Everyday I vacillate about where to relocate. This is one of those times when a husband who has a different unshakable opinion would be useful As for negative feedback, I had that reaction when I visited Pittsburgh to look around -- what is she doing in Pittsburgh? is the kind of question I overheard -- make that What-the-heck-is-in-Pittsburgh. Then I considered Northampton, MA after getting a nice feedback from you. Then Daytona Beach. Then Nashville. Now I'm into the Savannah thing. I just want to drown myself in wine.

It would be nice if it were easy to find a multifamily coop building somewhere pleasant. I know about cohousing -- which turns out to be actually more expensive than buying an individual home yourself. So that's out. The problem is I am neither rich nor poor, so there are no subsidies out there for me. I am overqualified for moderate rental subsidy, but I cannot afford market rent. And I just want to rent!

As for culture snobs, I always know if someone is a rookie or a nouveau riche when they brag about it. Same goes for food and wine snobs or arts, music and literature snobs. I have learned to give these people my signature catatonic look. If you have to brag or "humble-brag" about something, you haven't been educated well -- never mind if you have triple PhD's. It's hard to make real conversations with these people. Anyone who disagrees with me on this will receive my signature look.
I love your "signature look" idea. I will have to cultivate one. I wish we could do that as a response on the Internet. The best I can come up with is "Have you ever been there?"

So many people base their opinions on hearsay, especially information they glean from the media it's just ridiculous and young people seem to be the worst. I am speaking from my own experience now but it is mostly younger people who tell me with the greatest confidence as to what conditions are like in places to which they have never been. But they saw it on the Internet, Facebook, Pinterest, TV etc so it must to be correct. This seems to make them instant culture snobs even though sometimes they don't even live in the places they about which they are snobby. You see this all the time on the general information forum on CD. You see it on trendy city CD forums on which people post but do not live. I guess just posting on these forums make them feel trendy themselves. LOL!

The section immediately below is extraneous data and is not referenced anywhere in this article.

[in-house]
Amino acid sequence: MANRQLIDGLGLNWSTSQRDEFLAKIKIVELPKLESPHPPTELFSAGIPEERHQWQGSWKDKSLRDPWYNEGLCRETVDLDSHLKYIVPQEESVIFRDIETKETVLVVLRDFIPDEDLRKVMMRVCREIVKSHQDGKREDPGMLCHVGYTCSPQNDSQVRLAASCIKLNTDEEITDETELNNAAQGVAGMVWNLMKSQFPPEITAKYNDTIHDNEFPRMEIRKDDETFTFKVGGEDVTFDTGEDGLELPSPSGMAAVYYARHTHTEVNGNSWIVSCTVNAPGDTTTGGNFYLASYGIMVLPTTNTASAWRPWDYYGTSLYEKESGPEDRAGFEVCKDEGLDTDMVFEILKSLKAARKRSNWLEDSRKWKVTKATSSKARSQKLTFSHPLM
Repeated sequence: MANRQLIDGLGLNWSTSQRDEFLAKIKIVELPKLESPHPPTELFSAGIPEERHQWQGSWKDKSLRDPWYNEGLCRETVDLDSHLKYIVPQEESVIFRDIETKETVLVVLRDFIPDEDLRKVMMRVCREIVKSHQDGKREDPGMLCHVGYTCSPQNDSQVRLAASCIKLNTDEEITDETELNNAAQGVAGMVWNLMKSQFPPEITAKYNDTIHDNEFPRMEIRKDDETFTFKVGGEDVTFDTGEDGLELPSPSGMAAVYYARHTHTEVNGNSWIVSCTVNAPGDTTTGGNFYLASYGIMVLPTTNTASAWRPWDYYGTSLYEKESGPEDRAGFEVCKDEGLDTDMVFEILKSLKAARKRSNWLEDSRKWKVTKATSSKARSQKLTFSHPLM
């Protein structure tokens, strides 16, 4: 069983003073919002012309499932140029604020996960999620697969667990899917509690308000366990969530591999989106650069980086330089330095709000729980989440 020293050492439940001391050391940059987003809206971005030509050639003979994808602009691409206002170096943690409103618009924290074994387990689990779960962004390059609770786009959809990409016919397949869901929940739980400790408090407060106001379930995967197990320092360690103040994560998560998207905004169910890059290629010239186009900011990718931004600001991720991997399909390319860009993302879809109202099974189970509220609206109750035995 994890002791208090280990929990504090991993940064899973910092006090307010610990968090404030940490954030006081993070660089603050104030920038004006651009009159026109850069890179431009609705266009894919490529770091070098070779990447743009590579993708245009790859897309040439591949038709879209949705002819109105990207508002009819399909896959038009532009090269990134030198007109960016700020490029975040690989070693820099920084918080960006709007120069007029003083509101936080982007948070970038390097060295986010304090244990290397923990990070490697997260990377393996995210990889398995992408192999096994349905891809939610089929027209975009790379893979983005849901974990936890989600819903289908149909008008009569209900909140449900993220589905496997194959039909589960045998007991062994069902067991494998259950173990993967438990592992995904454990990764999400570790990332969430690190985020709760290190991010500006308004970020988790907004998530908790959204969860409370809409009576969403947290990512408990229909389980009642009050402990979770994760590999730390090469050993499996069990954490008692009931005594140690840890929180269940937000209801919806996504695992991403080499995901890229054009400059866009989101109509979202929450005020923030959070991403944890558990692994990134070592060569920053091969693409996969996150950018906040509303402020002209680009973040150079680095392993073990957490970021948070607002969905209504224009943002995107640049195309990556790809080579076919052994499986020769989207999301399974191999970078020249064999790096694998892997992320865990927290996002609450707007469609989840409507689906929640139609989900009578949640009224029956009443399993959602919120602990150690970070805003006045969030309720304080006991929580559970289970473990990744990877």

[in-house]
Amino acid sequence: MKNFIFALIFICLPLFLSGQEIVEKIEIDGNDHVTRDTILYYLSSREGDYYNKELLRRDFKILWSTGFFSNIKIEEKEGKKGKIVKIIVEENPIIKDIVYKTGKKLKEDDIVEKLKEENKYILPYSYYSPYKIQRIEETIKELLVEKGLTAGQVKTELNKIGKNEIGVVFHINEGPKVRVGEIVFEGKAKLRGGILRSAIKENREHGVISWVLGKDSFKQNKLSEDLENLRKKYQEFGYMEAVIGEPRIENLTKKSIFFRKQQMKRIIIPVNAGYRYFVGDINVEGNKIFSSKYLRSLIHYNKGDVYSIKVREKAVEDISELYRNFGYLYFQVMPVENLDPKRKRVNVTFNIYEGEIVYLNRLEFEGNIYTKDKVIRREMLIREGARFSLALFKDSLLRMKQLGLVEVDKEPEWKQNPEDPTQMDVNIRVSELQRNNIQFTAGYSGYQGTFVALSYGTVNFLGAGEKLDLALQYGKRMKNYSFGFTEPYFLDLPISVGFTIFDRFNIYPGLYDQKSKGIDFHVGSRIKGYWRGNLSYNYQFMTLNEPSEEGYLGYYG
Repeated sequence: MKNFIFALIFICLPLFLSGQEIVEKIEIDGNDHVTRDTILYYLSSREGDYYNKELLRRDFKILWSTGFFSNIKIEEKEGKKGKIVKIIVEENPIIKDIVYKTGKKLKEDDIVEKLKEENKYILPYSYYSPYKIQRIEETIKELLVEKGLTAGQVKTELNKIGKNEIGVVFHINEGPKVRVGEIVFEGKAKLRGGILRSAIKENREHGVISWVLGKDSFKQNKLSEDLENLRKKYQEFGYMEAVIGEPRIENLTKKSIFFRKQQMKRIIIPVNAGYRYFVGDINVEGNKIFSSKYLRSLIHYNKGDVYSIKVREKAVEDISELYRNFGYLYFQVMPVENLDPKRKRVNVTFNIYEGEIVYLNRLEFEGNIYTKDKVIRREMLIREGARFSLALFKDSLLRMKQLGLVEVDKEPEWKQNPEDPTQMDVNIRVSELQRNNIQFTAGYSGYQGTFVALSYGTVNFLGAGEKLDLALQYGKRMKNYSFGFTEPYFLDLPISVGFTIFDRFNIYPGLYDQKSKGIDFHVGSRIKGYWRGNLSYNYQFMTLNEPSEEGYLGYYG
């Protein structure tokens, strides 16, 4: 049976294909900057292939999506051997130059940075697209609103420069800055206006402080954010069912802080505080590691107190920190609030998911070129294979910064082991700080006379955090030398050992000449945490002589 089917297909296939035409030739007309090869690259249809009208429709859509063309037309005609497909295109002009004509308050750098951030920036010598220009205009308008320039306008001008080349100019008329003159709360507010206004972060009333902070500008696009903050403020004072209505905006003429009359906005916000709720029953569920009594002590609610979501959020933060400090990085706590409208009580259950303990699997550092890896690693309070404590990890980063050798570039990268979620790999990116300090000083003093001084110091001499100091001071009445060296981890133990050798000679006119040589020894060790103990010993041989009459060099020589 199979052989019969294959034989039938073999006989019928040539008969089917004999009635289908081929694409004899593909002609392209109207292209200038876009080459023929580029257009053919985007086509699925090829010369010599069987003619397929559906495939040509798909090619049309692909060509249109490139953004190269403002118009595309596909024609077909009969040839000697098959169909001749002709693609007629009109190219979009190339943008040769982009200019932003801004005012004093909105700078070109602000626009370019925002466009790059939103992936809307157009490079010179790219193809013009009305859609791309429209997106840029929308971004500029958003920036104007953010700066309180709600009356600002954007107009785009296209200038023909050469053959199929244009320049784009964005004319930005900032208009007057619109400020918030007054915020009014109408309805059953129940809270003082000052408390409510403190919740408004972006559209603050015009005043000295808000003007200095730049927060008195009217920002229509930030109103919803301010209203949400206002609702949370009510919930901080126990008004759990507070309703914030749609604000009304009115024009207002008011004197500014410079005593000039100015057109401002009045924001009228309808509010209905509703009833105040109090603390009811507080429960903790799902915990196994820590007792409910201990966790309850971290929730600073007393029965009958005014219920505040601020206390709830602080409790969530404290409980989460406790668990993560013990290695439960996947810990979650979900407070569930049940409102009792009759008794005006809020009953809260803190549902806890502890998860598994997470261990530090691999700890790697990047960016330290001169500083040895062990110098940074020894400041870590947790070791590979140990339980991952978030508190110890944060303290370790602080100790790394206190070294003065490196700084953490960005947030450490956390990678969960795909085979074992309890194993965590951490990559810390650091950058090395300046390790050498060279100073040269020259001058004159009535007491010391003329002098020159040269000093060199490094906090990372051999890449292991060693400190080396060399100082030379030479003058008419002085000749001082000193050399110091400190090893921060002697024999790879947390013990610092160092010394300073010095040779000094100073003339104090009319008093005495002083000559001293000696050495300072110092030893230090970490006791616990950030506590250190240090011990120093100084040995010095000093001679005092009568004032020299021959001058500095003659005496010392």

I think that perhaps people of retirement age today grew up used to doing their own research, feet on the ground so to speak, and so were able to determine for themselves what was what rather than letting second and third parties do all the research for them. The Internet is your friend to a point. But there comes a time when you must just see for yourself. I will listen to anyone who has personal experience with a situation even if is something I might not want to hear. And of course, I absolutely believe in checking things out for myself.